Overall, these lower U.S. fees result in more and more patents here, overwhelming an already overtaxed patent examination system and resulting in some substandard patents that end up being overturned later.
Companies have always bought and sold patents, and it's legal to do so, of course. What's new here is the buying and selling of thousands of patents in a single transaction, a situation that potentially locks out smaller competitors and innovators in any given field -- and the AIA does nothing to prevent that.
This is to the advantage of tech companies that, as Ewing points out, fiercely complain about costs of litigation but then want to retain the right to arm themselves -- by buying massive numbers of patents -- to attack competitors.
Take Rovi. This firm owns over 1,000 patents related to on-screen cable TV program guides, the great majority of which it acquired. As a result, it is extremely difficult, if not impossible, to build a non-infringing TV guide, says Avancept's Ewing.
Another problem, Opperman adds, is intense lobbying on the part of large tech companies in order to weaken how courts calculate patent damages in cases against them. That way, they pay less when they lose.
Lobbying by high-tech firms could, ultimately, erode the enforceability of U.S. patents, Opperman says. "I fear that a decade from now U.S. high tech will come to rue the erosion they [lobby for], as offshore manufacturers take advantage of a weakened patent system and their own cheap labor pools to take U.S. market share away from U.S. innovators," he says.
So what's the answer?
In some ways, the high-tech industry has itself to blame for its own patent-related ills. Opperman points to the "proliferation of patents" and the ease with which big players buy and sell them. In that sense, he says, patents have become "commodities" for those who can afford them. "This commoditization has definitely driven down the quality of patents and [caused] their proliferation. So if you'd like to fix the patent system, make our user fees equivalent to those in Europe and use those fees to pay examiners more," Opperman says.
Outside the AIA, another step is to tighten existing overly broad patents, as the EFF attempts to do in its patent-busting project, intended to help narrow or defeat what it sees as overly broad patents, including one-click online shopping, pop-up windows, framed browsing and others. As part of the project, the EFF also hopes to help document the harm that these "illegitimate" patents cause to both the technology industry and to the public at large.
Pessimistic that Congress will make significant reforms to the patent biz, the tech industry is largely left to self-police, says the EFF's Samuels. Twitter this year announced what it calls the Innovator's Patent Agreement, designed to let engineers ensure their patents aren't used for offensive litigation. Of course, there is nothing to stop another company from buying an engineer out of that contract.
"It's becoming self-help-oriented," said EFF's Samuels. But in the end, that won't be enough. "In order to fix the system, we need more than self-help answers. We need action from policy makers to make it harder for [litigious patent owners to] threaten those who are innovating in America and slow that innovation."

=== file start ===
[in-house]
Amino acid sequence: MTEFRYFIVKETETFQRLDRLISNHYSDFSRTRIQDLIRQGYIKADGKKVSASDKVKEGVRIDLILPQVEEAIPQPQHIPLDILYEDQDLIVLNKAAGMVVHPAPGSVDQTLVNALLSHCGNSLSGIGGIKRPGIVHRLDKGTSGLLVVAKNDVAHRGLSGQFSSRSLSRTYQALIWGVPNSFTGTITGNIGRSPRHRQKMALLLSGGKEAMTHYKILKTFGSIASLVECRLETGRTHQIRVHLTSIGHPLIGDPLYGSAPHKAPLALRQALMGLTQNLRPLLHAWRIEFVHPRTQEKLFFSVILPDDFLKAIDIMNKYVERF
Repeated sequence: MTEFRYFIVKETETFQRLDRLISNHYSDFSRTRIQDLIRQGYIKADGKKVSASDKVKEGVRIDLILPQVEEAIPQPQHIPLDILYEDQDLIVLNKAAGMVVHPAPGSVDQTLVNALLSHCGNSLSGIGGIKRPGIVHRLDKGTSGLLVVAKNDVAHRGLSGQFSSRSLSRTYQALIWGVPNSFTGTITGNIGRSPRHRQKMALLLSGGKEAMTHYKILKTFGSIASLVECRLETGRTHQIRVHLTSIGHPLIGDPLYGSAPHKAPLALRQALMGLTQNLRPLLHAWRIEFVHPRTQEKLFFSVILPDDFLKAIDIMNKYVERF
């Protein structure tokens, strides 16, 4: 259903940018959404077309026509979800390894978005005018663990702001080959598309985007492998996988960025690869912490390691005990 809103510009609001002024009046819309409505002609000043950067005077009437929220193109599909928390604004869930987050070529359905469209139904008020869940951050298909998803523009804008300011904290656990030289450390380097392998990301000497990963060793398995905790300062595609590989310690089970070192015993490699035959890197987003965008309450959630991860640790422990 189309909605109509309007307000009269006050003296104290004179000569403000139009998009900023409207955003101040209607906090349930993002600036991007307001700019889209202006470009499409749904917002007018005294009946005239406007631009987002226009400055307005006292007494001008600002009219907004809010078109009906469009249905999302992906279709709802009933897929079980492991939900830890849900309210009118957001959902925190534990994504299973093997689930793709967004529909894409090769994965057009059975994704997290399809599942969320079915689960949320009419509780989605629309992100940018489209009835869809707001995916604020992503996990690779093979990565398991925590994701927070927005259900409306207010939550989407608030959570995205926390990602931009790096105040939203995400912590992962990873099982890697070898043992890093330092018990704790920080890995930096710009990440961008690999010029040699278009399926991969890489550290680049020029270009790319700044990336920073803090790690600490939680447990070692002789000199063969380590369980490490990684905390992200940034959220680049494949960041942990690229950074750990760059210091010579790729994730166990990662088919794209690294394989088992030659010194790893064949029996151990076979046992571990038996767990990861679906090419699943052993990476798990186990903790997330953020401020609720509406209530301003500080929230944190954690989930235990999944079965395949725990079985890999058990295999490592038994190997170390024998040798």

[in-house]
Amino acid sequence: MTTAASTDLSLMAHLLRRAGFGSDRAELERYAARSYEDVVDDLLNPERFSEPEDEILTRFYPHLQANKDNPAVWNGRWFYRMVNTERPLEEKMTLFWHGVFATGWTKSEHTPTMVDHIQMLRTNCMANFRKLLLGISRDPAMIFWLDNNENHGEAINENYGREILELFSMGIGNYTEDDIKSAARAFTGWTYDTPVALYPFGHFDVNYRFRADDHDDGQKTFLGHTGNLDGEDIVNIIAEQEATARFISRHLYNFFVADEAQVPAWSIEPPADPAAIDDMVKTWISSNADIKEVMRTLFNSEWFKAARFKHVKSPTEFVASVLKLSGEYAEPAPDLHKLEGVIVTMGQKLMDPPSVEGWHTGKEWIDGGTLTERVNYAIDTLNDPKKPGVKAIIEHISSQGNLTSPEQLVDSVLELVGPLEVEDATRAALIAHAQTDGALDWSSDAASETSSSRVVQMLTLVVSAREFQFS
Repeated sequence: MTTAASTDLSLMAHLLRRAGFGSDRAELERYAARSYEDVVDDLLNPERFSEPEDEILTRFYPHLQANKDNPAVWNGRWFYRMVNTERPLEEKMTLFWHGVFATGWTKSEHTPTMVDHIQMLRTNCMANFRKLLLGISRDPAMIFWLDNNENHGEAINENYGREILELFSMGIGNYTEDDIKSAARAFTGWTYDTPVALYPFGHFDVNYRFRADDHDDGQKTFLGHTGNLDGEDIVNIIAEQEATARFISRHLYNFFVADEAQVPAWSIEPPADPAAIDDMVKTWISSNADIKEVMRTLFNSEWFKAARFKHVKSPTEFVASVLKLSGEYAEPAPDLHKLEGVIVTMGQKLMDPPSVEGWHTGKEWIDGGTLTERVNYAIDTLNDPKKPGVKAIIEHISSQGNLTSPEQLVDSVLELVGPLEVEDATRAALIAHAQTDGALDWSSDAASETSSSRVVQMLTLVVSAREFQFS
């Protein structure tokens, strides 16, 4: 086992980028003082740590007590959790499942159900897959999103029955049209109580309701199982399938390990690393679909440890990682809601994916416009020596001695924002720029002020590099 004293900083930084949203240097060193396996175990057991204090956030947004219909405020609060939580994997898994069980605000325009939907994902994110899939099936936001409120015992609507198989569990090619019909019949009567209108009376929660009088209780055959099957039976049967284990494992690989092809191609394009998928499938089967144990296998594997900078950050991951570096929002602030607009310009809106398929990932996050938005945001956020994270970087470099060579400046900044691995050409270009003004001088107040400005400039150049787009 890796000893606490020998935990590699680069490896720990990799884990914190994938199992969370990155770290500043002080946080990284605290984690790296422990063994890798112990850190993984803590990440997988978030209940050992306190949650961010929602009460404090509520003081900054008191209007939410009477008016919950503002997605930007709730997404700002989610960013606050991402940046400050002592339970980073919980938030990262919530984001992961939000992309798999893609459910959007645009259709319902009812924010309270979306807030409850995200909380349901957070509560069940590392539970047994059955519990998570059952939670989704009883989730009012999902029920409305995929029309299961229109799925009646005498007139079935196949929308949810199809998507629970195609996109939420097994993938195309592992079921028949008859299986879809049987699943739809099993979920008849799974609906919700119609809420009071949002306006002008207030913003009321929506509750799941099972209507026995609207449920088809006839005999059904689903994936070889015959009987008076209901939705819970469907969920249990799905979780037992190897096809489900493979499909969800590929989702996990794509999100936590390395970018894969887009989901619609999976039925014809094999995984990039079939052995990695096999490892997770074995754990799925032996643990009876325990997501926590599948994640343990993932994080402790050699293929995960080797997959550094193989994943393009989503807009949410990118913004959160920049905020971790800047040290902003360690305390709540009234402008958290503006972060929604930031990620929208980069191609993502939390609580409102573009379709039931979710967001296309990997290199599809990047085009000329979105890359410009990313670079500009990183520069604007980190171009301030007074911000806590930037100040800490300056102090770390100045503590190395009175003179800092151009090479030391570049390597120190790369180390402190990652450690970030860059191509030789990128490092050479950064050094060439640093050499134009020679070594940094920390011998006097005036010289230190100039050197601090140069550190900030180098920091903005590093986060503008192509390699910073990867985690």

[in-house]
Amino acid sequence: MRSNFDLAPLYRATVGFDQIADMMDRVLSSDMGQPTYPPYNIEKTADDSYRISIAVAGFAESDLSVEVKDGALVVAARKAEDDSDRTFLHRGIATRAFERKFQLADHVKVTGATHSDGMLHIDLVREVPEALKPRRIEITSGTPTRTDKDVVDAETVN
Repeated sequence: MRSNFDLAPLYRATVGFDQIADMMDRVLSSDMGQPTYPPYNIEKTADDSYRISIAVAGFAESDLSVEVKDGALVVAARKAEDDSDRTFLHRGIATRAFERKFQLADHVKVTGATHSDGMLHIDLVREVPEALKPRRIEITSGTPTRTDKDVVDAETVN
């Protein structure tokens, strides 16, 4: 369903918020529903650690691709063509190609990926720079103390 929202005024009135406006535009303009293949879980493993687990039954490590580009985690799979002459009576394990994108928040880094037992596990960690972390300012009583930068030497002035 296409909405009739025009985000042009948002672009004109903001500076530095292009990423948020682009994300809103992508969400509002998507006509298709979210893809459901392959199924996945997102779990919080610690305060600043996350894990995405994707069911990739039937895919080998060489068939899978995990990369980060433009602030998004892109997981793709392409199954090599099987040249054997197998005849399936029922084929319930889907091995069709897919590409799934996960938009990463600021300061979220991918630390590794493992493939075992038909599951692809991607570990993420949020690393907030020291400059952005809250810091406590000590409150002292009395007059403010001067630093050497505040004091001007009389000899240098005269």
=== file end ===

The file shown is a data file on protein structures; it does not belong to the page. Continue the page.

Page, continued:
That's not going to happen anytime soon. "It's unlikely that the optimal design of the U.S. patent system will be the one that best serves the needs of all its largest customers," says attorney Ewing, noting that the patent system should serve the overall needs of the U.S. economy as a whole and the technology industry, one of its major drivers, in particular.
Not everyone believes the current system can be fixed well, quickly or even at all. Billionaire entrepreneur Mark Cuban is an investor in Vringo -- a small company that has sued Google for patent infringement -- and he is a vocal opponent of the way the patent system operates in the U.S. "Congress is full of lawyers. Lawyers make money from the patent system. There is no one representing the silent majority," he says.
For their part, tech companies use patent litigation to "shape markets. The concept of innovators [winning through invention] is gone," Cuban says. "You just buy a patent geared towards the company that is trying to disrupt your business and sue them over and over again until they can't afford to keep fighting and go out of business," Cuban says.
Gill, the former USPTO officer, takes issue with that. Now managing director and chief IP officer at MDB Capital Group, a boutique investment bank that raises money in the public markets for early-stage companies, Gill says Cuban is off base.
"Despite the inefficiencies in the patent system, innovation is still the engine that grows these important small companies," he maintains. "What some investors are reacting to here is that early-stage companies are most vulnerable -- and have critical needs for patent strategy from day one." Even Facebook wasn't squared away on IP issues when it filed for its IPO, he says.
"These are not trivial issues, but invention is not dead -- and the patent system didn't kill it," says Gill.
Related story: Why tech vendors fund patent trolls
Based in San Francisco, Gina Smith is a New York Times best-selling author and a veteran tech and science journalist specializing in news, news analysis and investigative work. She's also the editorial director of the geek site aNewDomain.net. You can email her at Gina@aNewDomain.net.
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